• , G. A. Sawatzky
    • , I. S. Elfimov
    • , D. A. Bonn
    •  & A. Damascelli
  • Letter |

    Infrared spectra of graphene deposited on a silicon oxide substrate suggest that many-body effects have a more significant role in determining its electronic behaviour than in free-standing graphene

    • Z. Q. Li
    • , E. A. Henriksen
    • , Z. Jiang
    • , Z. Hao
    • , M. C. Martin
    • , P. Kim
    • , H. L. Stormer
    •  & D. N. Basov
  • Letter |

    Carbon nanotube double quantum dots, whose shell-like electronic structure is reminiscent of that of a simple molecule, provide a useful system to study the interaction of just a few electrons at a time.

    • H. Ingerslev Jørgensen
    • , K. Grove-Rasmussen
    • , K.-Y. Wang
    • , A. M. Blackburn
    • , K. Flensberg
    • , P. E. Lindelof
    •  & D. A. Williams
  • Letter |

    The observation of spin blockade and lifetime-enhanced transport effects in Si/SiGe double quantum dots represents a promising step in the development of silicon-based quantum devices.

    • Nakul Shaji
    • , C. B. Simmons
    • , Madhu Thalakulam
    • , Levente J. Klein
    • , Hua Qin
    • , H. Luo
    • , D. E. Savage
    • , M. G. Lagally
    • , A. J. Rimberg
    • , R. Joynt
    • , M. Friesen
    • , R. H. Blick
    • , S. N. Coppersmith
    •  & M. A. Eriksson
  • Letter |

    Accurate measurement of the phase of the high harmonics emitted from aligned CO2 molecules in a strong laser field represent an important step in the generation of shaped attosecond pulses and the coherent control of matter.

    • W. Boutu
    • , S. Haessler
    • , H. Merdji
    • , P. Breger
    • , G. Waters
    • , M. Stankiewicz
    • , L. J. Frasinski
    • , R. Taieb
    • , J. Caillat
    • , A. Maquet
    • , P. Monchicourt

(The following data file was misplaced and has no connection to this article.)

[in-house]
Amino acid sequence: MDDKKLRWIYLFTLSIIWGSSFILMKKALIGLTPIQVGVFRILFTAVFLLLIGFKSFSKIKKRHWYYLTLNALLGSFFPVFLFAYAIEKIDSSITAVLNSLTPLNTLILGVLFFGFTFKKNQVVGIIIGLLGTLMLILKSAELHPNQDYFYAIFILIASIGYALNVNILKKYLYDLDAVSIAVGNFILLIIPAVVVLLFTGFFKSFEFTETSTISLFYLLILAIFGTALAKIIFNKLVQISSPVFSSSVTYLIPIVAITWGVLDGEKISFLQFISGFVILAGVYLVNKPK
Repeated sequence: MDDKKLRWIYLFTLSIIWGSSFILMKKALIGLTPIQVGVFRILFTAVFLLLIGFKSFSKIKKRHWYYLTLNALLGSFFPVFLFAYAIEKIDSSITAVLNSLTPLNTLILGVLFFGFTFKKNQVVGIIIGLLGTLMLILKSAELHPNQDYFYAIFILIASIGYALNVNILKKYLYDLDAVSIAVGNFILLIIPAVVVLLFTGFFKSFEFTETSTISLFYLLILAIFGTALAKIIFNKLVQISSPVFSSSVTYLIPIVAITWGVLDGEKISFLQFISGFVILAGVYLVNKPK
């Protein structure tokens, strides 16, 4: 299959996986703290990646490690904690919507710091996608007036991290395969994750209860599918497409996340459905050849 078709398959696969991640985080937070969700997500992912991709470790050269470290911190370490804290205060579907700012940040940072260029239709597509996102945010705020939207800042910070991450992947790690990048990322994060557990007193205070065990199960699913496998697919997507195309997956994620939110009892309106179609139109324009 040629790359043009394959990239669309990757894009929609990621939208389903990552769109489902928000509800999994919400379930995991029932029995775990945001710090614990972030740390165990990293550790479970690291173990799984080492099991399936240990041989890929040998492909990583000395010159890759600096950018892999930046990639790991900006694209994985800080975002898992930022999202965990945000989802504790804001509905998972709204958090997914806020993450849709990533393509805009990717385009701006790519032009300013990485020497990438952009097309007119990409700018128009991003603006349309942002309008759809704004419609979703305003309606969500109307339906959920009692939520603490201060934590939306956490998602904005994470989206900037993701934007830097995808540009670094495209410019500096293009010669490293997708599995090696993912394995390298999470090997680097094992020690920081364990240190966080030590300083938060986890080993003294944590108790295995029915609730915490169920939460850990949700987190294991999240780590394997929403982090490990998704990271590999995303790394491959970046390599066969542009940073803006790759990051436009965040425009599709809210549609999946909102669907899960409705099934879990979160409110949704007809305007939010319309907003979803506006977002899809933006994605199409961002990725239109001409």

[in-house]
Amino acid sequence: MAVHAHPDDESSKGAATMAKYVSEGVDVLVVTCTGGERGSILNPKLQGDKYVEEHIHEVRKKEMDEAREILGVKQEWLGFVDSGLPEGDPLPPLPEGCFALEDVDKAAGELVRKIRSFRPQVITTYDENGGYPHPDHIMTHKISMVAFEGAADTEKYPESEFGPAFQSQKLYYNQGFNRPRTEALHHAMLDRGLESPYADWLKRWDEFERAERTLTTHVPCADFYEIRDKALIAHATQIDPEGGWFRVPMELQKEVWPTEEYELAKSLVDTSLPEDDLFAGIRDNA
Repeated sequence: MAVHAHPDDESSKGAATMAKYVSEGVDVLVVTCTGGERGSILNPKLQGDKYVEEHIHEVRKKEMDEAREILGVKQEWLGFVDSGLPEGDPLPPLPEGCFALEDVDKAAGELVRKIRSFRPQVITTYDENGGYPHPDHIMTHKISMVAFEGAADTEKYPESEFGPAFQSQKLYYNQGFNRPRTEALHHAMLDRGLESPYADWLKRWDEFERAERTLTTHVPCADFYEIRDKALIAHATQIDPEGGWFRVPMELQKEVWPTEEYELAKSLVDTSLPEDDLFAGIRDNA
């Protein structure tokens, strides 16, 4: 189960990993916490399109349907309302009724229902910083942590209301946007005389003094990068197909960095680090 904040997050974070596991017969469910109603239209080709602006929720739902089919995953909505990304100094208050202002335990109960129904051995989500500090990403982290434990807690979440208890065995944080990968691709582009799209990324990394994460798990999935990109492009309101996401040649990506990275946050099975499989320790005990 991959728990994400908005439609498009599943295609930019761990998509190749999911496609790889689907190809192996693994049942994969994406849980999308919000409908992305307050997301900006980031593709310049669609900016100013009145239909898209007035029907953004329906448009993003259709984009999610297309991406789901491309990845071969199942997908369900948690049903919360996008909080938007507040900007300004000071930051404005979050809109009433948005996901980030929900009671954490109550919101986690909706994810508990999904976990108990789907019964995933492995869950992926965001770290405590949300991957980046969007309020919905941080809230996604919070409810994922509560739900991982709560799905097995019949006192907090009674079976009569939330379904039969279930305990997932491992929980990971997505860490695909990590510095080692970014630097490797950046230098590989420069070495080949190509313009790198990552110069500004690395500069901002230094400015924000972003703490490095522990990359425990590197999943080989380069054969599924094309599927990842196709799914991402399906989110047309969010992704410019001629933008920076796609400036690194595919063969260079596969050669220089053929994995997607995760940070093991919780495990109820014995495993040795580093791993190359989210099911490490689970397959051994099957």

• , B. Carre
    •  & P. Salieres

Articles

  • Article |

    Nanoscale beams are one platform for exploring quantum-mechanical phenomena in ever-larger systems. The collective motion of a macroscopic ensemble of ultracold atoms confined in an optical cavity is established as an alternative approach.

    • Kater W. Murch
    • , Kevin L. Moore
    • , Subhadeep Gupta
    •  & Dan M. Stamper-Kurn
  • Article |

    A technique that uses the rotating electric-field vector of a circularly polarized laser pulse as a ‘clock’ provides a fresh approach to measuring electron dynamics with attosecond time resolution.

    • Petrissa Eckle
    • , Mathias Smolarski
    • , Philip Schlup
    • , Jens Biegert
    • , André Staudte
    • , Markus Schöffler
    • , Harm G. Muller
    • , Reinhard Dörner
    •  & Ursula Keller
  • Article |

    Superfluid 3He is a quantum condensate in which the He atoms are paired in an unconventional way. Yet despite extensive research on the collective modes of superfluid 3He, one mode has remained undiscovered, until now.

    • J. P. Davis
    • , J. Pollanen
    • , H. Choi
    • , J. A. Sauls
    •  & W. P. Halperin

Futures

  • Futures |

    Conflicting messages.

    • Kenneth Schneyer